Street Terms for Depressants
Barbiturates like Mebaral and Nembutal are referred to as barbs, reds, red birds, phennies, tooies, yellows, and yellow jackets on the streets. Benzodiazepines like Valium, Xanax, Halcion, ProSom, Klonopin, Ativan, and Librium are referred to as candy, downers, sleeping pills and tranks on the streets. Sleep medications like Ambien, Sonata and Lunesta are referred to as A-minus and zombie pills on the streets.
Today there are so many people who abuse street drugs, alcohol or prescription drugs and they're abusing depressant drugs and other medications at the same time to counter act the side effects they're experiencing. It's becoming more and more common for substance users to have more than one addiction that's destroying their lives. Because anxiety, depression, and insomnia are common side effects experienced due to substance use, many users are getting hooked on sleeping pills and other medications to relieve these symptoms they're experiencing too.
Treating Substance Abuse and Depressant Drug Addiction
Treating drug addiction today can be very difficult due to multiple dependence issues and it's more important now than ever before to seek help and not attempt to stop using these substances all at once on your own. When seeking help it's equally important to be honest with your physician or treatment center about multiple drug use, the severity, duration, and exact substances abused.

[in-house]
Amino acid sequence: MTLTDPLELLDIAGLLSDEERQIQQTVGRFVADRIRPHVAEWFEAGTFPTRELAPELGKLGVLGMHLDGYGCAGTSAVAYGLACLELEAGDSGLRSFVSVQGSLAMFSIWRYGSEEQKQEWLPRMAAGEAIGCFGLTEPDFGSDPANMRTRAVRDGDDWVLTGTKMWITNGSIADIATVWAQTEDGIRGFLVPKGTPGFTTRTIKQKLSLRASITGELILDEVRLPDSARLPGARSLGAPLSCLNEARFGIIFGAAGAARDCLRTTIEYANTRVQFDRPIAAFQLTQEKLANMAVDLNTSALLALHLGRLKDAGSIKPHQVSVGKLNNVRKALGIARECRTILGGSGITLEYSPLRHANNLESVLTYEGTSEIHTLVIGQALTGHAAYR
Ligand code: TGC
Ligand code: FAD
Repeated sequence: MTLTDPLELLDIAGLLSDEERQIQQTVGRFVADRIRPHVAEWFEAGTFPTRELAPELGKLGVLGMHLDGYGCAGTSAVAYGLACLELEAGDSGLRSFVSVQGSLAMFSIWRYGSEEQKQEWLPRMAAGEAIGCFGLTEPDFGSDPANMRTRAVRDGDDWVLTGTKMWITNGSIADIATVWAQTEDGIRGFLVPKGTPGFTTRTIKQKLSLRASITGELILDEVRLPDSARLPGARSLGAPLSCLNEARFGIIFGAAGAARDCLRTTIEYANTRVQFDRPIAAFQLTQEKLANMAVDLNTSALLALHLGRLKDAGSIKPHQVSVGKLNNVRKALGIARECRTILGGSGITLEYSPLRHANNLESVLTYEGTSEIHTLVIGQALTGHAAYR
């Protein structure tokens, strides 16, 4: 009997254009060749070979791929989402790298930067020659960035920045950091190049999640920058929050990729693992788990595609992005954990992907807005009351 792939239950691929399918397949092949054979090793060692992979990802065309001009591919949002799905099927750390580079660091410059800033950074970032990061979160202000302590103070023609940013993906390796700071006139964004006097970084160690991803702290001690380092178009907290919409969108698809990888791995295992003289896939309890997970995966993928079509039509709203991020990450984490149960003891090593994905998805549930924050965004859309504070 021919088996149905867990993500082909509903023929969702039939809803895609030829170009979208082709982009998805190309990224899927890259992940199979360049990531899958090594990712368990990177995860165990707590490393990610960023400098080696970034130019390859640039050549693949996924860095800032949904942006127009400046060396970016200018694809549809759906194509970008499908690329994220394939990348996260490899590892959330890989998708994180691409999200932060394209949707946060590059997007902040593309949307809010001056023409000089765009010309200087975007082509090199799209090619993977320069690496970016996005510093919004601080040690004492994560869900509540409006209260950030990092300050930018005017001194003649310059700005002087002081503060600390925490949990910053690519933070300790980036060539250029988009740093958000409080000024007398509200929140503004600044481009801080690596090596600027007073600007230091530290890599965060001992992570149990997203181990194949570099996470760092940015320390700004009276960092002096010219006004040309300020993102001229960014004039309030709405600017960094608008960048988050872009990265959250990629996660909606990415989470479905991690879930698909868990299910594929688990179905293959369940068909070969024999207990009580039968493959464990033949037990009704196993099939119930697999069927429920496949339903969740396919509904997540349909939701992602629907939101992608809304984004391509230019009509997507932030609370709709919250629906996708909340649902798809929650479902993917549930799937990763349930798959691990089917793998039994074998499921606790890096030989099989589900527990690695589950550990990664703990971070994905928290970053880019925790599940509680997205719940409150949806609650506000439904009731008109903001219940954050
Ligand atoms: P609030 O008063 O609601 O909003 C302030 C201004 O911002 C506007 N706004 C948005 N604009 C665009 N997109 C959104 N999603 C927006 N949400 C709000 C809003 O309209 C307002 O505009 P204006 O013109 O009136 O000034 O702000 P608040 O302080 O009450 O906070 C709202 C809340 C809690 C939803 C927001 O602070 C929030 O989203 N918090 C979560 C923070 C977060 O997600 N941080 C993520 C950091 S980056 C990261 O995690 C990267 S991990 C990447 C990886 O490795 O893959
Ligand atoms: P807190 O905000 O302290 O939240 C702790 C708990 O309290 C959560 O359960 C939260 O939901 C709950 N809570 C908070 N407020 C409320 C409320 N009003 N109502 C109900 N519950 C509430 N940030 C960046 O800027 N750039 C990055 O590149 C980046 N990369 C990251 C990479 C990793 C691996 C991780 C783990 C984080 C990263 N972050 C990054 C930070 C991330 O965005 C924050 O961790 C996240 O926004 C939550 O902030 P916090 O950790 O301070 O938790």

It doesn't matter whether a person has become dependent on depressant drugs legally by prescription or if they obtain them on the streets and become addicted they should always seek medical advice before stopping their use.
Substance users who abuse or misuse depressants to counter act the side effects of drugs like cocaine, heroin, meth and other dangerous substances not only need to seek medical advice but also seek treatment before they stop on their own. Medical supervision and intensive therapy is needed when treating addiction and multiple addictions can be even more complex to treat.
It's very common today to have become addicted to more than one substance and with the right treatment approach and medical supervision you can recover and remain drug free. The longer a person puts off treatment for substance abuse, dependence or multiple addictions the more dangerous their life becomes. The risk of overdose increases dramatically when combining drugs with depressants to counter act side effects experienced from substance use. The risk of seizures, organ damage, mental health issues, and other effects from drug use continue to increase the longer a person a person uses drugs and the withdrawal symptoms become more intense as well.
Recovering from substance abuse and drug addiction isn't easy but it's a whole lot easier than slowly dying from the effects and symptoms experienced due to abusing them.